Networking for New Lawyers

By Jonathan R. Ratchik, Co-Chair, Social Events & Networking Committee

You just finished three grueling years of law school. Sat for (and passed) the bar examination on your first try. And, after months of searching, finally landed a job at a private law firm. You can finally take your foot off the gas, right? Wrong!

It may come as a surprise to many young lawyers that becoming an attorney is the beginning, not the end, of one’s professional journey. An important part of that professional journey is networking. Unfortunately, too many young lawyers (and even more experienced ones) do not understand the importance of networking, no less how to do it correctly.

To better understand what networking is, it’s important to understand what networking isn’t.  Networking is not showing up to a cocktail event, handing out your business card to anyone and everyone, and expecting them to call you to retain your services (or to refer new clients to you).  Nor is it meeting someone at an event for the first time and, after introducing yourself, asking them for a job (this happens a lot). Or connecting with hundreds of professionals on LinkedIn and developing a network that is a mile wide and an inch deep.

What is networking? When done correctly, networking is the development of a professional relationship with another that is mutually beneficial and built on a foundation of trust and confidence. This type of relationship is not created overnight but takes time to develop and nurture. Think of all the meaningful relationships in your life: your spouse, your best friend, a trusted colleague. Did they happen overnight? Probably not. Instead, they took months, oftentimes years, to develop. Are they one-sided? Not if the relationships are meaningful.  Meaningful relationships are (or at least should be) mutually beneficial. Each person in a relationship brings something of value to the table. The same holds true for the individuals who are going to comprise your professional network. For relationships to work, each person has to bring something of value to them.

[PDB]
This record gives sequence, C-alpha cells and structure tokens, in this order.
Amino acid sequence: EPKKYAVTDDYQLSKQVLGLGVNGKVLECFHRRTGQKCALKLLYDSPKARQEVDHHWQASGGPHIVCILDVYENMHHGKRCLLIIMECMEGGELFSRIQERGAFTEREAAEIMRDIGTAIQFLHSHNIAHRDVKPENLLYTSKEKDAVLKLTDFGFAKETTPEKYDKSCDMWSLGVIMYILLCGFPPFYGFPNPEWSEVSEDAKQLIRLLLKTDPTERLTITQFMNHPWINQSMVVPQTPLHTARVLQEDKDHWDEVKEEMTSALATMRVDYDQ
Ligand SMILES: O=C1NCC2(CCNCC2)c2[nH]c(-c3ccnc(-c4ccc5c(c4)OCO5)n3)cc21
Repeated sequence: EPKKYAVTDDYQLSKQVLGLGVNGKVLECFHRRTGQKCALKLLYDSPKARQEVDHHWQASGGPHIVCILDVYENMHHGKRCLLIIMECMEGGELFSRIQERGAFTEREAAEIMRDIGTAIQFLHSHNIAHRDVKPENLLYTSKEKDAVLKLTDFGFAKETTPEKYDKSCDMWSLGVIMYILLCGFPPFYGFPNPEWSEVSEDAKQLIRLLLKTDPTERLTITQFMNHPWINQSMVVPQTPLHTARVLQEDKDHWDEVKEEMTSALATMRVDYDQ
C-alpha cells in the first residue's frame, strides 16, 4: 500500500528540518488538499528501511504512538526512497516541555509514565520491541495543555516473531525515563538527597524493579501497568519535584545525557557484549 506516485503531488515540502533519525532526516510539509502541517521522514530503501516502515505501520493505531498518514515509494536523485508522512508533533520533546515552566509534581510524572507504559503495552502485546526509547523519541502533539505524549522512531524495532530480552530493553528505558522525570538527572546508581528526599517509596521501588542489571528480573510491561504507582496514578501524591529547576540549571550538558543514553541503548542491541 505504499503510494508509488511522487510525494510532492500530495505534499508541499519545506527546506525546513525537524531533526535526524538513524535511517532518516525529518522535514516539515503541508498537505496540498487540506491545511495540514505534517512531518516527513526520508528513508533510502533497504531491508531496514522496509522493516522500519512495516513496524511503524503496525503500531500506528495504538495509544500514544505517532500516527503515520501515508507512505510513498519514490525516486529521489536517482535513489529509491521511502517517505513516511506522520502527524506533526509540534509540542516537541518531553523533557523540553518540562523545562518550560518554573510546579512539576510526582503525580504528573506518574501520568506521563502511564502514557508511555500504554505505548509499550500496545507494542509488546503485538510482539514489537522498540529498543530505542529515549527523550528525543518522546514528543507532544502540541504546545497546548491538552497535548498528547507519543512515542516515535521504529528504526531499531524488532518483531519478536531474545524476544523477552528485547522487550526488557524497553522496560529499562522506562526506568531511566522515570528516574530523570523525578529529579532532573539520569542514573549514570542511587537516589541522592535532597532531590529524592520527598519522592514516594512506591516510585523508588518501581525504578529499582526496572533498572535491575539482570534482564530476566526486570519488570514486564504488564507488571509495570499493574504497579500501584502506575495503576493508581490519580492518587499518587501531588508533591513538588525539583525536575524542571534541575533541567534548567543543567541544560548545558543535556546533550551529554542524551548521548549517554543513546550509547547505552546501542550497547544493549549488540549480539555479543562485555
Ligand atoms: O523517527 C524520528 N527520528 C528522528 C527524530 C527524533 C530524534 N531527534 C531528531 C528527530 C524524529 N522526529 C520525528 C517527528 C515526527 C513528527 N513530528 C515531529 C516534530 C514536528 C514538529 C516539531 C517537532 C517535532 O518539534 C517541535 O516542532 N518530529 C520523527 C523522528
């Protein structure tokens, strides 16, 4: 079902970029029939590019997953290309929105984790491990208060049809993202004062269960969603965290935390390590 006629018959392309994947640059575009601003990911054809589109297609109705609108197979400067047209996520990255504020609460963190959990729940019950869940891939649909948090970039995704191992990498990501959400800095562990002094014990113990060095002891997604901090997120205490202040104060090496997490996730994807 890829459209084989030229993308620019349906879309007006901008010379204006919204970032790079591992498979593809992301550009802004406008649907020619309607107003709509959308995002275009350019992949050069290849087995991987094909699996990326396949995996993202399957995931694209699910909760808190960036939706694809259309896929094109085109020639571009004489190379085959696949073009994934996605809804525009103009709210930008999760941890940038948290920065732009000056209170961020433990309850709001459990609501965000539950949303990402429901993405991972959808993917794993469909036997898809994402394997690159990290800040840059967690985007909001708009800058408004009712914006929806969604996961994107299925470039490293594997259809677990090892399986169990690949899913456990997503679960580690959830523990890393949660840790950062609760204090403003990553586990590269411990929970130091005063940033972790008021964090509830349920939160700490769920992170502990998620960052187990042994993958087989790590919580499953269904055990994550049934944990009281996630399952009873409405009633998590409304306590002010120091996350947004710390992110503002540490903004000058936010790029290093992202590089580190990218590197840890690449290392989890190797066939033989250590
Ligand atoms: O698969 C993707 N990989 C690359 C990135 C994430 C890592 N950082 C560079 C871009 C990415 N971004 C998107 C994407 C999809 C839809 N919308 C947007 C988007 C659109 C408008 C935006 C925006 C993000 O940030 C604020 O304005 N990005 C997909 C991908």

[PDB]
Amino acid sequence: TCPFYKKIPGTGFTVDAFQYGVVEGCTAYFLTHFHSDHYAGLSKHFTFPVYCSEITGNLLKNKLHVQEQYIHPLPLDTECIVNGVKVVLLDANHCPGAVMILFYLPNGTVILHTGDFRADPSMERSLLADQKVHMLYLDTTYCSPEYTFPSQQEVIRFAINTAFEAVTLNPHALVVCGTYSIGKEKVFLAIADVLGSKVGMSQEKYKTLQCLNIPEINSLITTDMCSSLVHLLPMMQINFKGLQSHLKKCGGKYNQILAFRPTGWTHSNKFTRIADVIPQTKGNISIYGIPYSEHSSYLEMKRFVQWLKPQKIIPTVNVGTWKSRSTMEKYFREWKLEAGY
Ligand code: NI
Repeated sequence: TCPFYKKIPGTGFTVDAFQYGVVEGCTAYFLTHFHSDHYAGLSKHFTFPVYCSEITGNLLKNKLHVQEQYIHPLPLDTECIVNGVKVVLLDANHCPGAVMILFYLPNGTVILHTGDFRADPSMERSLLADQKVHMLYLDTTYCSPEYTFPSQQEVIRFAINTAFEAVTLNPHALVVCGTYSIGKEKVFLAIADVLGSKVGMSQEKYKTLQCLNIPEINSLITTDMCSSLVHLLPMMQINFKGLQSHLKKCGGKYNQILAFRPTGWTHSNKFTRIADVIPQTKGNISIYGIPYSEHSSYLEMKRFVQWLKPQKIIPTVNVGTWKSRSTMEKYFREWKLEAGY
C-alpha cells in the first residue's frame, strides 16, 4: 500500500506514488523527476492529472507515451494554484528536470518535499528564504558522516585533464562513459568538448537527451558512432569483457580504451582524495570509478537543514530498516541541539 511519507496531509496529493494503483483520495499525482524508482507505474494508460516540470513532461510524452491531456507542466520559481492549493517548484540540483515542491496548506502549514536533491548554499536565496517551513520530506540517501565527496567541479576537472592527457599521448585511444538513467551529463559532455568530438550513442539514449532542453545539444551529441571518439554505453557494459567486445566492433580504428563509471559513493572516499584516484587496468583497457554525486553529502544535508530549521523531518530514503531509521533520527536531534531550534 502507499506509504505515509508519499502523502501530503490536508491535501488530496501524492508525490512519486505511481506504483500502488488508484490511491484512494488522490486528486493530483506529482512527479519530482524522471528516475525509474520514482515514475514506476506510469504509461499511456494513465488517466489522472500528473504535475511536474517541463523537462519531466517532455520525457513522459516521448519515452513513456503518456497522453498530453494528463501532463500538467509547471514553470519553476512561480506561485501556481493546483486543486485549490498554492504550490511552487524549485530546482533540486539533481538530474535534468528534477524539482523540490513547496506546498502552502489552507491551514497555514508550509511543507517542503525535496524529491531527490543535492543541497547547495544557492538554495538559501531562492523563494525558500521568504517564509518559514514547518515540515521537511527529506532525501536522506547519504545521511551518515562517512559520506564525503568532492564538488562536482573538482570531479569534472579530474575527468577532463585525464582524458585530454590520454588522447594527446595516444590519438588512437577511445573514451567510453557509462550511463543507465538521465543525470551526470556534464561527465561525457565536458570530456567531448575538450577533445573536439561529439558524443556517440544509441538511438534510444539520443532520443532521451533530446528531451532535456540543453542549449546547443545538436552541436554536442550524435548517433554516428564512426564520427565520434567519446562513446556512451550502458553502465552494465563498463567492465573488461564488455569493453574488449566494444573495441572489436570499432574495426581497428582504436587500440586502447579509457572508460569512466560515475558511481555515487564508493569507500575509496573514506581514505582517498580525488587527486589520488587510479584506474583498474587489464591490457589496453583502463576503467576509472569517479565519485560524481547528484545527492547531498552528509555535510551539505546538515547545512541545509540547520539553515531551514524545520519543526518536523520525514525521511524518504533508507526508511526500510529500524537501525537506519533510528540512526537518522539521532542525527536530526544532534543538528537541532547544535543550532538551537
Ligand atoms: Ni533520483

How Should a New Lawyer Network? By getting involved! Join a committee through a bar organization such as the New York City Bar Association (which has over 150 committees covering almost every conceivable practice area). Attend events (the Social Events & Networking Committee co-sponsors events with the New York City Bar Association that are specifically geared towards new attorneys). Join your law school’s alumni organization. Have coffee or lunch with a colleague.

Finally, regardless of where you network, your focus should be on developing meaningful relationships. If you join a committee, don’t just attend the meetings – write something for the committee or organize a CLE. If you attend a social event, don’t just hand out your business card (or QR code) to anyone and everyone – follow up with attendees at lunch or over coffee and find out more about them and how you can help them and their practice. Not just once but on a regular basis. If you cultivate the relationships you make through networking, they will eventually bear fruit, whether it’s in the form of new business for your firm or solo practice, trusted professionals to whom you can confidently refer clients and others, or even a better job.

Jonathan R. Ratchik is Co-Chair of the City Bar’s Social Events & Networking Committee and the owner of Kramer, Dunleavy & Ratchik, PLLC, a boutique litigation firm

Editor’s Note: Check the City Bar’s Event Calendar for networking opportunities year-round.